Cuckoo Clock Guide
Cuckoo clocks are decorative wood wall clocks that imitate the call of a cuckoo bird when striking the hours. Sometimes known as Black Forest clocks, they were invented in 1738 by Franz Anton Ketterer, a native of Germany's Black Forest. Early cuckoo clocks were fairly primitive, using wood plates and gears in their movements. They were made as wall clocks rather than mantel clocks because most fireplaces in Germany had no mantels.
Cuckoo clocks are designed with carved wood cases, painted wood dials, gable roofs and rear flaps for access to their clock movements. Most cuckoo clocks are weight driven and have 30-hour movements with an anchor escapement, a long pendulum, and pine cone shaped weights. A cuckoo clock usually features a trap door above its clock face. A painted wood cuckoo bird automaton emerges from behind the trap door when the clock strikes. Some clocks feature small music boxes that play a melody every hour and half-hour. More elaborate clocks may even perform an animation while the music box plays its tune. In recent years, battery powered cuckoo clocks with quartz movements and electronically generated sounds have been developed.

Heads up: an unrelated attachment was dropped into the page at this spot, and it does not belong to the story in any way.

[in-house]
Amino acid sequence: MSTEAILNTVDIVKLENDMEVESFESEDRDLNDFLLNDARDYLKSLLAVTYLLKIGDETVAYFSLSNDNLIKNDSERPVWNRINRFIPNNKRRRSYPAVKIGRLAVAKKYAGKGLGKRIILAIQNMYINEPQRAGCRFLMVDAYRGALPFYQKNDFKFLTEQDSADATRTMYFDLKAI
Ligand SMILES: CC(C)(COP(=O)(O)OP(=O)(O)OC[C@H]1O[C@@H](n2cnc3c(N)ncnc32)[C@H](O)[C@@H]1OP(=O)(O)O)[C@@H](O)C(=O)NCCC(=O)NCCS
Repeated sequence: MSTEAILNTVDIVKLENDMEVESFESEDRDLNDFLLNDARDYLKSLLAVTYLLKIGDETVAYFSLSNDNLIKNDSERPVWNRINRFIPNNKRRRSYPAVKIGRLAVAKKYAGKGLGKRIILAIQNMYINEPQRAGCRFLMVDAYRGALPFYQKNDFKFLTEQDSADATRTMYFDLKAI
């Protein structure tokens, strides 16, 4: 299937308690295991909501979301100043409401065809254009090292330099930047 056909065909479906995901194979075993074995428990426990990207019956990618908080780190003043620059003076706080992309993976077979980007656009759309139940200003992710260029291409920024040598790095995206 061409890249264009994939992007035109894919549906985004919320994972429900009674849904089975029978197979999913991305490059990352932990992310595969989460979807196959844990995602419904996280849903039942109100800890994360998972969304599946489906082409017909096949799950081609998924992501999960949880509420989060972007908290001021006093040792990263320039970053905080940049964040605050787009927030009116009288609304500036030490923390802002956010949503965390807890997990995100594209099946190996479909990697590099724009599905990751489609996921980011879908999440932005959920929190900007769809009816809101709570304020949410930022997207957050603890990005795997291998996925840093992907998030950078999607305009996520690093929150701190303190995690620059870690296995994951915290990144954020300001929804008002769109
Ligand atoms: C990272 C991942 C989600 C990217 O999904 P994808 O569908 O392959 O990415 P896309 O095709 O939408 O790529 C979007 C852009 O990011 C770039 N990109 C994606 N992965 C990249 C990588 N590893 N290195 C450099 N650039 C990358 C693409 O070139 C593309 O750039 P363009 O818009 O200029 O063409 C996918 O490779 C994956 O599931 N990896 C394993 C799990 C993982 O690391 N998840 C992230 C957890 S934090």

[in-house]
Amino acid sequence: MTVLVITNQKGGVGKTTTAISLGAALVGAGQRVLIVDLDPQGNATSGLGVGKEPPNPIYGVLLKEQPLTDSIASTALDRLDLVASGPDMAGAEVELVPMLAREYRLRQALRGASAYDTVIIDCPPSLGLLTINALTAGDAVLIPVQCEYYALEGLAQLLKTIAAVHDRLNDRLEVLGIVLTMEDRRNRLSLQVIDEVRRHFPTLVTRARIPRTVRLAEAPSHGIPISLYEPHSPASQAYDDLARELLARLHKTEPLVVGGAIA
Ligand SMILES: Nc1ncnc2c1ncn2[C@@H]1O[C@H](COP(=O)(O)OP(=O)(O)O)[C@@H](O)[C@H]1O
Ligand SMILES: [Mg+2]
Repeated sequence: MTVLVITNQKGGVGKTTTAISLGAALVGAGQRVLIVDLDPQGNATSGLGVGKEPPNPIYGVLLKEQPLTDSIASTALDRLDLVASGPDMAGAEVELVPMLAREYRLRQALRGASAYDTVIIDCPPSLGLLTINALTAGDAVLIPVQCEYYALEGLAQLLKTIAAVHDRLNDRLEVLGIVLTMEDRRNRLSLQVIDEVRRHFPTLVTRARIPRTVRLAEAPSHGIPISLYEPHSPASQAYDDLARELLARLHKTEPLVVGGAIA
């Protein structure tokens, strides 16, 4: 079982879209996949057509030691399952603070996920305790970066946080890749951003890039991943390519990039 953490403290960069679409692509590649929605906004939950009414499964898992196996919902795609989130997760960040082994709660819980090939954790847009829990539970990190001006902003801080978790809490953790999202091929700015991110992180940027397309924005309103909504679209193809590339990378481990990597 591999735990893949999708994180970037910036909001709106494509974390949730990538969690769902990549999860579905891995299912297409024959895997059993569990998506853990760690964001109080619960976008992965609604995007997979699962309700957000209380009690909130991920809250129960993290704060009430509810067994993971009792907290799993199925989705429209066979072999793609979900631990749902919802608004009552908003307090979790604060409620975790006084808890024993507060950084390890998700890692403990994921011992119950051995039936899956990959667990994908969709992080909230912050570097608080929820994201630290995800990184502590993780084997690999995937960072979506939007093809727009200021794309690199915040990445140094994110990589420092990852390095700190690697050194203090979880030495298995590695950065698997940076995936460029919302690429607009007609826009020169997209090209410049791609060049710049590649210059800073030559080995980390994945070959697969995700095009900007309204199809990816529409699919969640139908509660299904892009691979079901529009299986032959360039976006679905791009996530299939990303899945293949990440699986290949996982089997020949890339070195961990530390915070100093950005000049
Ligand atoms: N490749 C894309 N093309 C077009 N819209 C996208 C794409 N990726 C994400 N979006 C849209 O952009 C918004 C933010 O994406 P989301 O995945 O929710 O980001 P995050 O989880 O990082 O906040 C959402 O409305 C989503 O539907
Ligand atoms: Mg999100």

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Cuckoo Clocks - Black Forest Clocks